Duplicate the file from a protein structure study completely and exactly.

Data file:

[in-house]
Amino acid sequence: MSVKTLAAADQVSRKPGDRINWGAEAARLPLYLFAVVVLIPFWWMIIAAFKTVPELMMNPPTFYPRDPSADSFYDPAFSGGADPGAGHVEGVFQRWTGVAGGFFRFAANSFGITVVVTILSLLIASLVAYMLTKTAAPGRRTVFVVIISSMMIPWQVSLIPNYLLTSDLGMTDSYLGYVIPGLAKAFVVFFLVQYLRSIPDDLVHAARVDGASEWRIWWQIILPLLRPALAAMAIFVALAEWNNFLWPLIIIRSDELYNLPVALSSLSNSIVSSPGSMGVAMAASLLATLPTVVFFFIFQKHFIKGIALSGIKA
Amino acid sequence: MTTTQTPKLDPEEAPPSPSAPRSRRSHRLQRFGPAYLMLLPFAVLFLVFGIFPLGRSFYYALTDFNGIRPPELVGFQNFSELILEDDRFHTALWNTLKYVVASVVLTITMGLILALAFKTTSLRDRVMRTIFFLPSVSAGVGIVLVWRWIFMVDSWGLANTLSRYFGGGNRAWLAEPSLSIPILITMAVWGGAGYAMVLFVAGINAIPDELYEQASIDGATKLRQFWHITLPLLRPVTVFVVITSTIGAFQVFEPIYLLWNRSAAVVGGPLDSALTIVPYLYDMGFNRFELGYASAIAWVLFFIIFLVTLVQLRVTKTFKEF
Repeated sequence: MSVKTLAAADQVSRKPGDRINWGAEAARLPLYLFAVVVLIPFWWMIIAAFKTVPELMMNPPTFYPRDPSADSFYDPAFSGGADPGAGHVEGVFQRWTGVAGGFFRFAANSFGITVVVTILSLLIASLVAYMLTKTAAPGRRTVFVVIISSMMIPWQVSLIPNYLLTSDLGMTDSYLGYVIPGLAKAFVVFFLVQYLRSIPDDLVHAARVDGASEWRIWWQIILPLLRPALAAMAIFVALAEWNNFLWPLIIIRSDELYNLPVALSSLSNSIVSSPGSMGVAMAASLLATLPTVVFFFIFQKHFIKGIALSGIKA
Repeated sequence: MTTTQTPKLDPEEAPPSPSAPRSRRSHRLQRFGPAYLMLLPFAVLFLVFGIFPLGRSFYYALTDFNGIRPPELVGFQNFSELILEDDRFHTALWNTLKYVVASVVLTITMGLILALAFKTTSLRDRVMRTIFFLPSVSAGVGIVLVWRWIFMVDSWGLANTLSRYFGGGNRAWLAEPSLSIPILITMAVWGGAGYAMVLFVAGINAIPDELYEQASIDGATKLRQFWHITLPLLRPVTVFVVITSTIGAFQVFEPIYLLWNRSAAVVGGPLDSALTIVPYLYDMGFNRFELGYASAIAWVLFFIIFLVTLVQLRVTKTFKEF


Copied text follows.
[in-house]
Amino acid sequence: MSVKTLAAADQVSRKPGDRINWGAEAARLPLYLFAVVVLIPFWWMIIAAFKTVPELMMNPPTFYPRDPSADSFYDPAFSGGADPGAGHVEGVFQRWTGVAGGFFRFAANSFGITVVVTILSLLIASLVAYMLTKTAAPGRRTVFVVIISSMMIPWQVSLIPNYLLTSDLGMTDSYLGYVIPGLAKAFVVFFLVQYLRSIPDDLVHAARVDGASEWRIWWQIILPLLRPALAAMAIFVALAEWNNFLWPLIIIRSDELYNLPVALSSLSNSIVSSPGSMGVAMAASLLATLPTVVFFFIFQKHFIKGIALSGIKA
Amino acid sequence: MTTTQTPKLDPEEAPPSPSAPRSRRSHRLQRFGPAYLMLLPFAVLFLVFGIFPLGRSFYYALTDFNGIRPPELVGFQNFSELILEDDRFHTALWNTLKYVVASVVLTITMGLILALAFKTTSLRDRVMRTIFFLPSVSAGVGIVLVWRWIFMVDSWGLANTLSRYFGGGNRAWLAEPSLSIPILITMAVWGGAGYAMVLFVAGINAIPDELYEQASIDGATKLRQFWHITLPLLRPVTVFVVITSTIGAFQVFEPIYLLWNRSAAVVGGPLDSALTIVPYLYDMGFNRFELGYASAIAWVLFFIIFLVTLVQLRVTKTFKEF
Repeated sequence: MSVKTLAAADQVSRKPGDRINWGAEAARLPLYLFAVVVLIPFWWMIIAAFKTVPELMMNPPTFYPRDPSADSFYDPAFSGGADPGAGHVEGVFQRWTGVAGGFFRFAANSFGITVVVTILSLLIASLVAYMLTKTAAPGRRTVFVVIISSMMIPWQVSLIPNYLLTSDLGMTDSYLGYVIPGLAKAFVVFFLVQYLRSIPDDLVHAARVDGASEWRIWWQIILPLLRPALAAMAIFVALAEWNNFLWPLIIIRSDELYNLPVALSSLSNSIVSSPGSMGVAMAASLLATLPTVVFFFIFQKHFIKGIALSGIKA
Repeated sequence: MTTTQTPKLDPEEAPPSPSAPRSRRSHRLQRFGPAYLMLLPFAVLFLVFGIFPLGRSFYYALTDFNGIRPPELVGFQNFSELILEDDRFHTALWNTLKYVVASVVLTITMGLILALAFKTTSLRDRVMRTIFFLPSVSAGVGIVLVWRWIFMVDSWGLANTLSRYFGGGNRAWLAEPSLSIPILITMAVWGGAGYAMVLFVAGINAIPDELYEQASIDGATKLRQFWHITLPLLRPVTVFVVITSTIGAFQVFEPIYLLWNRSAAVVGGPLDSALTIVPYLYDMGFNRFELGYASAIAWVLFFIIFLVTLVQLRVTKTFKEF